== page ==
Intradermal Rabies Vaccine Noninferior to Intramuscular Vaccine

Rabies vaccination
Rabies vaccination
Intradermal administration of the rabies vaccine may produce similar antibody titers at a fraction of the intramuscular administration dose.

Intradermal administration of the rabies vaccine may produce similar antibody titers at a fraction of the intramuscular administration dose, according to results of a study published in the Journal of Infectious Diseases.

In most regions of the world, rabies is enzootic and causes an estimated 55,000 deaths annually. When the recommended 3-dose vaccination schedule for rabies is administered, it is well tolerated and provides an antibody response in 100% of individuals with durable immunity for years. In the United States, the current pre-exposure prophylaxis (PrEP) is comprised of three 1.0-mL intramuscular injections of the rabies vaccine on days 0, 7, and 21 or 28. However, due to the high cost and limited supply of cell-cultured vaccines, other strategies are being investigated to extend the supply without reducing immune response.

Intradermal administration of the vaccine has immunologic advantages over intramuscular administration via presenting an antigen or live virus directly to dendritic cells for immunologic processing and presentation. This offers the potential for intradermal administration to significantly reduce the volume of vaccine required. Therefore, this randomized open-label single-center trial characterized the serologic and proteomic immune response to a shorted dose schedule and intradermal administration relative to the current licensed schedule for rabies PrEP.

A total of 60 participants (mean age 32.4 years; 64.4% women) at the State University of New York Upstate Medical University in Syracuse were included in the study and randomly assigned to 1 of 6 groups: 12 participants each in groups 1 through 4 and 6 participants each in control groups 5 and 6. Groups 1 and 3 received the vaccine via intramuscular administration and groups 2 and 4 received the vaccine via intradermal administration.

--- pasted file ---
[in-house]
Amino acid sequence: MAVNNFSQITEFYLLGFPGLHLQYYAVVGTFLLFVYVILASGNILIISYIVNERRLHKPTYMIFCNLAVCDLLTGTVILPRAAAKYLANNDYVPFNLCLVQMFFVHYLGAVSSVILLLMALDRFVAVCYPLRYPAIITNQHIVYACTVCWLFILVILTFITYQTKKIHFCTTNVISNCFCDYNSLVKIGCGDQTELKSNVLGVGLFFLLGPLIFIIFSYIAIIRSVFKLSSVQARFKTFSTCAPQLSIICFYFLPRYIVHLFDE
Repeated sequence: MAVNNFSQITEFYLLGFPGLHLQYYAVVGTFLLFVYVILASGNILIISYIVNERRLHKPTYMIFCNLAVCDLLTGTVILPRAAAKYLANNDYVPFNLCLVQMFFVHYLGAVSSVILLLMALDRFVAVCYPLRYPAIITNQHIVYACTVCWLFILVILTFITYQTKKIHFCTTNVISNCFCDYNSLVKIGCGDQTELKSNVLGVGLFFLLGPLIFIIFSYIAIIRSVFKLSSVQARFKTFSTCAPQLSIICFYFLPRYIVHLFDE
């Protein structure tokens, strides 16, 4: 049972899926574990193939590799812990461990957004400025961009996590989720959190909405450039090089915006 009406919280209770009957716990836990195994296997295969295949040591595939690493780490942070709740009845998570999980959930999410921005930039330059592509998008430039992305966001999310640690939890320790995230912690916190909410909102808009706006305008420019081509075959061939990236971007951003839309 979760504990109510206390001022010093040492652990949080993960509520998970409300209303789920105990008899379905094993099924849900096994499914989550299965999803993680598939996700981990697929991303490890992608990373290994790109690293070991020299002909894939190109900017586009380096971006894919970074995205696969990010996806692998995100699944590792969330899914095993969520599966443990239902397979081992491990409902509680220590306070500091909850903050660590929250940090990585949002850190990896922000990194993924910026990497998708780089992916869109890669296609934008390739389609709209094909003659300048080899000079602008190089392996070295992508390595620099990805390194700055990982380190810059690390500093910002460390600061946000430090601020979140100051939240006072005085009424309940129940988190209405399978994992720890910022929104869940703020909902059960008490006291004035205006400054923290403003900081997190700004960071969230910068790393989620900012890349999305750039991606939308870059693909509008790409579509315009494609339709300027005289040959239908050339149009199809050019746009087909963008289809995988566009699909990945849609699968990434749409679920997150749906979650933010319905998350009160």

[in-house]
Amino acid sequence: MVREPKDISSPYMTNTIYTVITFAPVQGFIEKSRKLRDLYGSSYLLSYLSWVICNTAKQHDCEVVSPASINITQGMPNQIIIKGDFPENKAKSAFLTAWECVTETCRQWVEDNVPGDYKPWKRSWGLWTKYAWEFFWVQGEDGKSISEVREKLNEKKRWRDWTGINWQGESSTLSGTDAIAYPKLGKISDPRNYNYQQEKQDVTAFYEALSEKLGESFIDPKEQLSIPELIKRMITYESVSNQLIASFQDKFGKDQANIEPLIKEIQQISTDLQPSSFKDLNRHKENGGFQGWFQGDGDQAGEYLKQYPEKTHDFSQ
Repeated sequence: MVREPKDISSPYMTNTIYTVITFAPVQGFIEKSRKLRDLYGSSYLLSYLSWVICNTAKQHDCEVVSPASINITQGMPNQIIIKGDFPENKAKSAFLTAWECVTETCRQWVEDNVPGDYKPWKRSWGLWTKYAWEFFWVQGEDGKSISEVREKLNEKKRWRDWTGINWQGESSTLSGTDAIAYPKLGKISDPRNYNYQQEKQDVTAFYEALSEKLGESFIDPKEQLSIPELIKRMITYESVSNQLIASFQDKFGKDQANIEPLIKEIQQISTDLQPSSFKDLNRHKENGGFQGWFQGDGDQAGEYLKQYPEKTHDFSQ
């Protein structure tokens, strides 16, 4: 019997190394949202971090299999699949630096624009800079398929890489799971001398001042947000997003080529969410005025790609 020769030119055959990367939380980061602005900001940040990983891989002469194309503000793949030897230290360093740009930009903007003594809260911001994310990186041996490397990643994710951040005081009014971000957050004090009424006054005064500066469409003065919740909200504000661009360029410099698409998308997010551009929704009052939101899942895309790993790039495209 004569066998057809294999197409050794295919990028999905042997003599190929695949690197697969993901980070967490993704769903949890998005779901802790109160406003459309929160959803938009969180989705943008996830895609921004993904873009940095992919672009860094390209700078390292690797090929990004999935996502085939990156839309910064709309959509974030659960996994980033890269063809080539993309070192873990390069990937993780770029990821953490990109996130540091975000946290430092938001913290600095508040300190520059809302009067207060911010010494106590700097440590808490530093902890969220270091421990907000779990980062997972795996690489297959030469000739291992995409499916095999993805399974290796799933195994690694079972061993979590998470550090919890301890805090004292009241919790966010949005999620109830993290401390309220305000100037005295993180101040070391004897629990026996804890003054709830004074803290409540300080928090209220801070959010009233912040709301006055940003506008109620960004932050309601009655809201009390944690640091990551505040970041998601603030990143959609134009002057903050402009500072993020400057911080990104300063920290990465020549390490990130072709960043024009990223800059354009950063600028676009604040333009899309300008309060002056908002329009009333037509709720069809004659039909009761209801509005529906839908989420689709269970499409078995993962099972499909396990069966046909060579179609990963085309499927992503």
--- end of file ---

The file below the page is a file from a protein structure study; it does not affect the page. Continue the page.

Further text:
The primary objective was to assess the serologic immune response to various dosing regimens (2 vs 3 doses; intramuscular vs intradermal administration) based on rabies neutralizing antibody titers at days 28 and 365 after the first dose of the vaccine, and 7 days post-booster administered at 1 year (372 days). The licensed RabAvert® vaccine (produced by GSK Vaccines GmbH, Marberg, Germany) was used. For the intramuscular administration, the recommended dose of 1 mL per injection was used. For the intradermal administration, 0.1 mL of the vaccine or 0.25 IU rabies antigen per dose was used. The 2-dose groups received vaccination on days 0 and 7; the 3-dose groups received vaccination on days 0, 7, and 21 or 28. A titer of >0.5 IU/mL against rabies virus was considered acceptable.

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Results showed that intradermal administration resulted in high antibody titers at day 14 and day 28. All participants in groups 1 through 4 demonstrated acceptable titer levels by days 14, 28, and 372. At day 365, protective titer levels were reached by the following: 70% in the 3-dose intramuscular group; 60% in the 3-dose intradermal group; 40% in the 2-dose intramuscular group, and 50% in the 2-dose intradermal group. More related adverse events (local and systemic) occurred in groups receiving the intradermal vaccine (groups 2 and 4; 91.7% and 90.9%, respectively) compared with groups receiving the intramuscular vaccine (groups 1 and 3; 66.7% each). The most common adverse events included pain, itching and swelling at the injection site, fatigue, low-grade fever, and muscle aches. No serious adverse events were reported.

Overall, the study authors concluded that, “Our results support larger studies that show [intradermal] delivery of a rabies vaccine is equivalent to [intramuscular] vaccination at a fraction of the dosing.”


Endy TP, Keiser PB, Wang D, et al. Serologic response of two versus three doses, intradermal versus intramuscular administration of a licensed rabies vaccine for pre-exposure prophylaxis [published online December 6, 2019]. J Infec Dis. doi:0.1093/infdis/jiz645/5658469